What needs to be grasped is that financial entities such as banks and insurance firms take deposits and garner premiums from a large section of retail investors including retired people who put their nest-egg lifesavings in banks' FDs. These are the categories of people who could not band themselves as creditors.

When banks launch the bankruptcy process against the borrowers to whom they had lent out of the deposit money of millions of retail savers the latter are the worst affected since the defaulting borrowers plead insolvency and the bank had to take what is euphemistically termed "hair-cuts"! Thus in initiating bankruptcy, depositors would be the worst hit in the case of a failure of a bank in clinching the bankruptcy process by paying through its nose for a run-down asset of the borrower!

This is in spite of the extant insurance ceiling of one lakh of rupees only, even if one holds multiple accounts in a variety of forms including small savings and FDs and the rest of the depositor's money could be used for bailing in the banks on the brink of a collapse because of its overwhelming burden of the NPAs. Official information show that savings and deposits parked with banks are now well over 100 lakh crore of rupees.

What rattles a raft of small depositors is a provision in the proposed FRDI bill empowering the Resolution Corporation to "bail-in" a financial entity such as banks! A 'bail-in' entails salvaging a bank on the brink of failure by making its creditors and depositors take a loss on their holdings! It is the diametric opposite of a "bail-out" which entails the rescue of a financial body (bank) by external agencies, typically governments, using taxpayers' money.

Thus instead of government going to the rescue operation of a failing bank or any other financial entity by infusing capital, depositors' funds parked in banks at insubstantial returns to them are being proposed to be availed of for this purpose.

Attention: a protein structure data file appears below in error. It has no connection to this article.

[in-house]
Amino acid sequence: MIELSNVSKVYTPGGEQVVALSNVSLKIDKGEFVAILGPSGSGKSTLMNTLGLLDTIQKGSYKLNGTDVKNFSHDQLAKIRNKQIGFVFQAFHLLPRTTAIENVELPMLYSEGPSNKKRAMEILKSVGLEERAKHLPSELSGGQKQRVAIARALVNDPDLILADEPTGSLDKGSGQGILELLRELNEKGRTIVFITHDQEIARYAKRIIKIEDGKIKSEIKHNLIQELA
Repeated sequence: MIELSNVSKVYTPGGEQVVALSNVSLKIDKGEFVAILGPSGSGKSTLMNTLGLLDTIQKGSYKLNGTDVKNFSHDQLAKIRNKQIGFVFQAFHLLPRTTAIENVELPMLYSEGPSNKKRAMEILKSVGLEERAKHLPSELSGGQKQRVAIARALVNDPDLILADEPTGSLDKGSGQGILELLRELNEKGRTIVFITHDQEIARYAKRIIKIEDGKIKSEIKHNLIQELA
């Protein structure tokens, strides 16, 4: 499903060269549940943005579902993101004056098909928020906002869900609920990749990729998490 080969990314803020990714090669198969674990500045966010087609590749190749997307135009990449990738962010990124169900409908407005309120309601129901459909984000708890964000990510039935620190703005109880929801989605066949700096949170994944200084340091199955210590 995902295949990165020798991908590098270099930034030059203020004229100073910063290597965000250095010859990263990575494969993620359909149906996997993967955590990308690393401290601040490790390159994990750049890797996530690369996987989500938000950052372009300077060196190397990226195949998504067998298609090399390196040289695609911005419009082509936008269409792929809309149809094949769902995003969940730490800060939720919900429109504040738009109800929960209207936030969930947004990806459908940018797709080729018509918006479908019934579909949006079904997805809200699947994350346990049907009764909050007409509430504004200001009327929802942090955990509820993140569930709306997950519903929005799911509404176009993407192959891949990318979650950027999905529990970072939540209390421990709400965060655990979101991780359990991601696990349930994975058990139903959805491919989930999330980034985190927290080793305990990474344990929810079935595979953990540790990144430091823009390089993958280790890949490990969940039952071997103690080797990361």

There is not much difference in both the approaches because in the earlier one of government taking the tab of a failing bank only taxpayers' money is utilized and in the latter proposed clause a specific constituency of deposit holders in banks would be flailed for the wanton ills of the banks. In essence, the cost of rescue is socialized even when in good times the profits earned by these financial firms are cornered by a few! The proposed clause in the FRDI bill is the fallout of the path laid out by many Western governments after the financial meltdown of 2008 in a bid to severely circumscribe the use of taxpayers' money to bail out banks in future. In November 2011, the leaders of the G-20 where India is also a member assented to a key feature of an effective and efficacious financial resolution regime for financial entities as an international standard with bailin as the principal clause.
Following this development, as a responsible initial member of G-20 India has had to take action and the Financial Sector Legislative Reforms Commission in 2012-13 did concede that eliminating all failures of financial institutions is "neither feasible nor desirable" as such failure "is an integral part of the regenerative processes of the market economies".
In 2014, the Financial Stability and Development Council-mandated Working Group headed by a former Finance Secretary Arvind Mayaram and RBI Deputy Governor Anand Sinha which suggested the setting up of a resolution regime for tackling the failure of weak banks and financial entities in which the losses would be absorbed by shareholders and unsecured creditors (read depositors subject to a paltry insurance cover capped at one lakh of rupees).
It is no doubt a laudable initiative to insulate the authorities from funding the costly failure by dipping into depositors' funds parked in banks but in a country, unlike the developed western nations, where available avenues for safe deposits of one's hard-earned money are next to nil, it would be foolhardy to play fast and loose with trust reposed in banks by the public by any hint of such a proposal as the one called bail-in.

Mere verbal assurance from the Prime Minister and the Finance Minister that the depositors money would be protected would not do unless the Joint Panel composed of members of both the Houses with Opposition members studiously applying their minds submitted a report that would put at rest all the apprehensions of legions of depositors in this regard.
This would definitely go a long way to infuse confidence in depositors so that the household sector savings that remain the linchpin of the economy would not be withdrawn by the simmering public depositors seething with fret and fury, policy analysts wryly say.